‘It’s a bad lookout in that case. But not all dogs develop them.’ I tried to smile reassuringly. ‘And there’s one thing in Duke’s favour – he’s not a pure bred. Cross-bred dogs have a thing called hybrid vigour which helps them to fight disease. After all, he’s eating fairly well and he’s quite lively, isn’t he?’

  ‘Aye, not bad.’

  ‘Well then, we’ll carry on. I’ll give him another shot now.’

  The boy was back in three days and I knew by his face he had momentous news.

  ‘Duke’s a lot better – ’is eyes and nose ’ave dried up and he’s eatin’ like a ’oss!’ He was panting with excitement.

  I lifted the dog on to the table. There was no doubt he was enormously improved and I did my best to join in the rejoicing.

  ‘That’s great, Wes,’ I said, but a warning bell was tink­ling in my mind. If nervous symptoms were going to super­vene, this was the time – just when the dog was apparently recovering.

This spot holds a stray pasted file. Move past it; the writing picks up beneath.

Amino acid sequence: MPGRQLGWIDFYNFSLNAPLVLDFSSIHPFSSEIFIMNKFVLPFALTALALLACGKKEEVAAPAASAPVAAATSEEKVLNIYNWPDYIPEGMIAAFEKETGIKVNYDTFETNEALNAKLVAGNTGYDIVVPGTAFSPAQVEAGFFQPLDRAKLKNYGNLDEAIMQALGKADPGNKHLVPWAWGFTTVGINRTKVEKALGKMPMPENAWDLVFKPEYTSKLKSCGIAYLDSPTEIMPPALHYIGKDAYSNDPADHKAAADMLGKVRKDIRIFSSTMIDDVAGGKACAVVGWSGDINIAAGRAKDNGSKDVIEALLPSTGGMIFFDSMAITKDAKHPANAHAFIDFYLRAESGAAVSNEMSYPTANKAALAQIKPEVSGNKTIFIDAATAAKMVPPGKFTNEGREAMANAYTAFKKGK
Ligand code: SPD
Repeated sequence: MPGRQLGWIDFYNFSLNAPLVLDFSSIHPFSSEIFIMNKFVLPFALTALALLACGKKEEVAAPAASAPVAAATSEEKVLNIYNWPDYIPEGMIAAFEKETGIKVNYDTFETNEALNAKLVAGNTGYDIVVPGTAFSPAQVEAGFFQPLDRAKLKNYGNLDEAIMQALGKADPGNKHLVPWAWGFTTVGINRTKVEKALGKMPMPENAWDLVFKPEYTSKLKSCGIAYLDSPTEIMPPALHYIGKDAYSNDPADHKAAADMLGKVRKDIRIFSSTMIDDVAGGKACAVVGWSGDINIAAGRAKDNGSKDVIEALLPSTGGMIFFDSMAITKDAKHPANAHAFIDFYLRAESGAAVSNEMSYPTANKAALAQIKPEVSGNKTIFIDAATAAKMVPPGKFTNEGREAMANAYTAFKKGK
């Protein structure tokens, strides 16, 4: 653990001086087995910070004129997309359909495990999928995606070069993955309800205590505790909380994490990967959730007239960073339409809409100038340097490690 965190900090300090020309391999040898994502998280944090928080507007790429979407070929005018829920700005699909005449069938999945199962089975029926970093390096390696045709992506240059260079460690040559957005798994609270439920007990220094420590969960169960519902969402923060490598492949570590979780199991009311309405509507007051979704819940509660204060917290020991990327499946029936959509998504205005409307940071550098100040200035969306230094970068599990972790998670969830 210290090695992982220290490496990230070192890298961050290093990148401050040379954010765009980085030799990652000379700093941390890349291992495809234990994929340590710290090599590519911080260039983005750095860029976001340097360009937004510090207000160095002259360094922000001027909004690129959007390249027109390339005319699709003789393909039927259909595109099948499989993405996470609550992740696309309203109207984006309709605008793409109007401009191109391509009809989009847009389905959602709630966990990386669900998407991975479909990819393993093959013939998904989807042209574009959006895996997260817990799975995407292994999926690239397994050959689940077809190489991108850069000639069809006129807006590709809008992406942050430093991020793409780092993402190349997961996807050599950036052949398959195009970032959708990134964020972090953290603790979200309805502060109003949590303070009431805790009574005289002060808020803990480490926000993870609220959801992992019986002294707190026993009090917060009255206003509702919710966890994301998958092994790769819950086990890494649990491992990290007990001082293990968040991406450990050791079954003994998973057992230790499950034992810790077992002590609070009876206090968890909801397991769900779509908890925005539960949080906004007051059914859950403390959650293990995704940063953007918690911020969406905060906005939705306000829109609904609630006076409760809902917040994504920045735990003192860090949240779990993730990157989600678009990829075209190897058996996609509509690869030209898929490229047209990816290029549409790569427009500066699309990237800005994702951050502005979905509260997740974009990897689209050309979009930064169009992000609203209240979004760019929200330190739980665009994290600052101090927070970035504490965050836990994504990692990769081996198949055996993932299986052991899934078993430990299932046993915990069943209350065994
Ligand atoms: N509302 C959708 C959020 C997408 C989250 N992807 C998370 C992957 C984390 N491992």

I forced myself to be optimistic. ‘Well now, there’s no need to come back any more but watch him carefully and if you see anything unusual bring him in.’

  The ragged little figure was overjoyed. He almost pranced along the passage with his pet and I hoped fervently that I would not see them in there again.

  That was on the Friday evening and by Monday I had put the whole thing out of my head and into the category of satisfying memories when the boy came in with Duke on the lead.

  I looked up from the desk where I was writing in the day book. ‘What is it, Wes?’

  ‘He’s dotherin’.’

  I didn’t bother going through to the consulting room but hastened from behind the desk and crouched on the floor, studying the dog intently. At first I saw nothing, then as I watched I could just discern a faint nodding of the head. I placed my hand on the top of the skull and waited. And it was there: the slight but regular twitching of the temporal muscles which I had dreaded.

  ‘I’m afraid he’s got chorea, Wes,’ I said.

  ‘What’s that?’

  ‘It’s one of the things I was telling you about. Sometimes they call it St Vitus’ Dance. I was hoping it wouldn’t happen.’

  The boy looked suddenly small and forlorn and he stood there silent twisting the new leather lead between his fingers. It was such an effort for him to speak that he almost closed his eyes.